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Advanced Java Game Development: State Data

  • January 27, 2000
  • By David Fox
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Sounds great. For game universes where security is key, such as casino games that bet with real money, this is the only way to run the show.

The real boon of a well-designed Java system is that you can migrate from one server architecture to another with relative ease.

However, for more casual gaming, there are loads of reasons why this type of architecture sucks. First of all, things couldn't possibly be slower. Every time you click your mouse you'll need to wait for the server's feedback before anything happens. Granted, the client can be written so that it guesses what will likely happen. But you're still talking about one far-off authority that must dictate all actions. On slow Internet connections, that makes for a pretty horrific gameplay experience.

In addition, the server will work up quite a sweat. It must store every game's state, calculate all moves based on game rules, and constantly accept and fire off a hailstorm of network traffic. A server that does all the work will obviously get overworked more quickly than a more streamlined system.

Husky Client, Husky Server

What about sharing the work between client and server? A server, after all, is a good, warm, central place to keep game state. Think of the server like a vast vault that holds all the stuff you don't want to mess with. As long as the server has the latest game state, you'll be able to help out-of-synch clients get back on track. You'll also be able to recreate the precise game state for any observers that pop in during the middle of play.

The client, on the other hand, is very people-oriented. It's great at reacting immediately to user input, handling game rules, and drawing snazzy graphics.

Specifically, the PlayLink server handles the following:

  • Chat messages.
  • Who is in the game, and what each person's status is — player, waitlister, observer, or AI. If a new person jumps into the game, the server alone determines whether there is an empty slot for the person to play at. If not, it puts that person on the wait list.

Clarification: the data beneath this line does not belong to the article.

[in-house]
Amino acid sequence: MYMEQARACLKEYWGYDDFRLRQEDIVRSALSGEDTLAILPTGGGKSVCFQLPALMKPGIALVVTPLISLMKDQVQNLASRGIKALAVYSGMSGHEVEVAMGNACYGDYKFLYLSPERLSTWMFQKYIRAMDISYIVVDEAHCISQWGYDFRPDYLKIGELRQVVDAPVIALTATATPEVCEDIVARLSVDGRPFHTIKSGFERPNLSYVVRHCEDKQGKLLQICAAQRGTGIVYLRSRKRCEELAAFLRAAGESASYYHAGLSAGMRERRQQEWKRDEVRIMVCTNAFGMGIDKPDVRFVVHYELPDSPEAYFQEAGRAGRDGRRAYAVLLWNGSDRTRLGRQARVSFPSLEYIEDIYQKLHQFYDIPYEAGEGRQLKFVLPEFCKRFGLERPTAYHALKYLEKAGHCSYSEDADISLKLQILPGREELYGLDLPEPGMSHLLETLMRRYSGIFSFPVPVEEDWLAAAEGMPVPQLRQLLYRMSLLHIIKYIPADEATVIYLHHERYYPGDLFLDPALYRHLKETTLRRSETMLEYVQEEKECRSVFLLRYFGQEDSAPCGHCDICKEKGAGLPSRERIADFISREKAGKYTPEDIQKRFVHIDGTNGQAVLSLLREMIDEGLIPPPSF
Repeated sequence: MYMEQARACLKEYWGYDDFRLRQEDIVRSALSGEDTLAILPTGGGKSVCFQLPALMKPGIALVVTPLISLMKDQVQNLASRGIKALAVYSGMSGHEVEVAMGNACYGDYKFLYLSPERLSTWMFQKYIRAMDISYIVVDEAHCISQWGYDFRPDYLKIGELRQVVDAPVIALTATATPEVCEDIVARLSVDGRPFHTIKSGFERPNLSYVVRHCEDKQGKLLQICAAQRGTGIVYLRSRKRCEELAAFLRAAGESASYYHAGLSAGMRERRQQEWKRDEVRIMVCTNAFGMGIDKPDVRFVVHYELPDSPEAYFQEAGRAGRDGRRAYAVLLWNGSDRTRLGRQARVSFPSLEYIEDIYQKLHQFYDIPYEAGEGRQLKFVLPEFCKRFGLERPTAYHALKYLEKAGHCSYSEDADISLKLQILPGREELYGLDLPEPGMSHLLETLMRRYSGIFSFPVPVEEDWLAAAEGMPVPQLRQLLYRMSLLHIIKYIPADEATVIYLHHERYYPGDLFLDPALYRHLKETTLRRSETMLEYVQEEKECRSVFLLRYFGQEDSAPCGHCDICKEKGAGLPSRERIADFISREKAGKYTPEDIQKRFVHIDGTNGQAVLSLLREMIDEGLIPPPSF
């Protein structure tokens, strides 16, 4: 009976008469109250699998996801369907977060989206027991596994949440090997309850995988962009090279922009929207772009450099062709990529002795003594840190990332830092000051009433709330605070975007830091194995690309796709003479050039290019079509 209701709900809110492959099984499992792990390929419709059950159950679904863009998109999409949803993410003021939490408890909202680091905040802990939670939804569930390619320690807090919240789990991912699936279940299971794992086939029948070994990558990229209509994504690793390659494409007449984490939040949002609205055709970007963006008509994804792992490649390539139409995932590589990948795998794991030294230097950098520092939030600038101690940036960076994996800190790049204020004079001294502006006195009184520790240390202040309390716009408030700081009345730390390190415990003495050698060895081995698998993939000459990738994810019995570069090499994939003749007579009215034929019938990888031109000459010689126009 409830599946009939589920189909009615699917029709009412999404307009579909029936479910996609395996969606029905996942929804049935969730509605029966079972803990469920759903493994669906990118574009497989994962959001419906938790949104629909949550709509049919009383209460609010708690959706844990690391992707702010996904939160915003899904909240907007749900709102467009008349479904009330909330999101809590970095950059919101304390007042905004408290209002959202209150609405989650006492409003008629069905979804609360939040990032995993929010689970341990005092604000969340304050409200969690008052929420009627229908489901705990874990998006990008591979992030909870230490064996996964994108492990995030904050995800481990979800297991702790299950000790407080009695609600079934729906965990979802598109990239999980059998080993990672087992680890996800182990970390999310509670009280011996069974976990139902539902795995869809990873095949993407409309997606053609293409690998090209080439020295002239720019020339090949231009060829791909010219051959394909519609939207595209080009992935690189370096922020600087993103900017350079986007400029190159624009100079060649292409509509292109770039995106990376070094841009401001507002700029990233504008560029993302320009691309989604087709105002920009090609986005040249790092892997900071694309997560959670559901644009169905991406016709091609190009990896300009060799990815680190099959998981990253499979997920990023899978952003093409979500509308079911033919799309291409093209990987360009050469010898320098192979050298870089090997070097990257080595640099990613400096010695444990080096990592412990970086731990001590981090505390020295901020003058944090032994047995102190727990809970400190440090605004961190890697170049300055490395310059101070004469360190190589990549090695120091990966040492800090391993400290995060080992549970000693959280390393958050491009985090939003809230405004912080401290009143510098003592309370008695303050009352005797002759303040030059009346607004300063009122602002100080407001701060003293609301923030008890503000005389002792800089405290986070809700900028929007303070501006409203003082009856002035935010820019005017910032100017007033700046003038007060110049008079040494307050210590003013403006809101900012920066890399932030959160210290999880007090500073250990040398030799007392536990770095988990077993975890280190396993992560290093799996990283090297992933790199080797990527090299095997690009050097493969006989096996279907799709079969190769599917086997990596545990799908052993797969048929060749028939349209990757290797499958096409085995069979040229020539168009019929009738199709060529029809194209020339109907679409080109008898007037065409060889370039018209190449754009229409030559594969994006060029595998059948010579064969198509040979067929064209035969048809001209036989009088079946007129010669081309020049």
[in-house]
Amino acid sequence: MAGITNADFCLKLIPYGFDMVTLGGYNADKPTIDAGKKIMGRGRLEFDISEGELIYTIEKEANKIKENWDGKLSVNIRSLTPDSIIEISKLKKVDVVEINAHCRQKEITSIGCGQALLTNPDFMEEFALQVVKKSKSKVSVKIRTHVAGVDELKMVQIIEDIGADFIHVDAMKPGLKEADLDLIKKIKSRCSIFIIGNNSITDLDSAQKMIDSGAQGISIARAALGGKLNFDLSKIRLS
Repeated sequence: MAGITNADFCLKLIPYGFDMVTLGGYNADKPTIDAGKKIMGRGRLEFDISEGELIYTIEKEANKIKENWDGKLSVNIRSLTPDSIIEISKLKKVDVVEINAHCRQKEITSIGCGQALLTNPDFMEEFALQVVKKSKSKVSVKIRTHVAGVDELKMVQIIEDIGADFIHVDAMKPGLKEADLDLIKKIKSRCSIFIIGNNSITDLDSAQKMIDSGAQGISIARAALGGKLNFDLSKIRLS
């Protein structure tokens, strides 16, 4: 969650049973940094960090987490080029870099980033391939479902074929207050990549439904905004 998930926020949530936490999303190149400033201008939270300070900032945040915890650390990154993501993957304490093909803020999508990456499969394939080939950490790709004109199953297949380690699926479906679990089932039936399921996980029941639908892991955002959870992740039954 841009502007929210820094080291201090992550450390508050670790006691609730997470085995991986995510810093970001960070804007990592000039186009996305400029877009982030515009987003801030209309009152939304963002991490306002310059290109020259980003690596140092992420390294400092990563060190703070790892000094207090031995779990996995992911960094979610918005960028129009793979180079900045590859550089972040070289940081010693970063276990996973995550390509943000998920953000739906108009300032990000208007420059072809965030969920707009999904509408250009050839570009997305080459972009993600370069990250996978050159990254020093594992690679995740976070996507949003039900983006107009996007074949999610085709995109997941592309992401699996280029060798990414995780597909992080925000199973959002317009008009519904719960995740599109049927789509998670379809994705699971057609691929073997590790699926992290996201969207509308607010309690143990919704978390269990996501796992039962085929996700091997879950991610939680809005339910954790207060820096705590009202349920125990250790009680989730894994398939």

• The gametable's options.
  • An array of bytes representing the game state, such as the current score, whose turn it is, and the exact arrangement of the game board.

The real work involves deciding when to update the state. In general, the sooner a client can send the state to the server, the better. Every time a player makes a move — even before the move is animated — the client should figure out how it affects the state. It then sends this state change to the server, which stores the info and broadcasts it to the other players and observers as quickly as possible.

Now, this solution is not a perfect one. It's still relatively easy for a dishonest client to cheat by implementing illegal game rules. But for a casual board-gaming system such as PlayLink, this compromise seems ideal.

Serve Me Now!

No matter what client-server architecture you choose, you'll always need to make further choices such as: whether to use TCP or UDP, what your proprietary gaming protocol should look like, and whether to encrypt the network data for added security. You'll also have to decide how to distribute tasks among different clients, and if you really want to think big, you'll need to figure out a way to balance load between multiple servers.

In any case, the real boon of a well-designed Java system is that you can migrate from one server architecture to another with relative ease. Just swap out a few communication listener classes with a new messaging protocol, move around your game rule classes, and recompile. Is it ever that easy in practice? Heck no. But one can always hope.

About the Author

David Fox is vice president of Games at PlayLink, Inc. He's also the author of numerous books and articles about cyberculture and technology.

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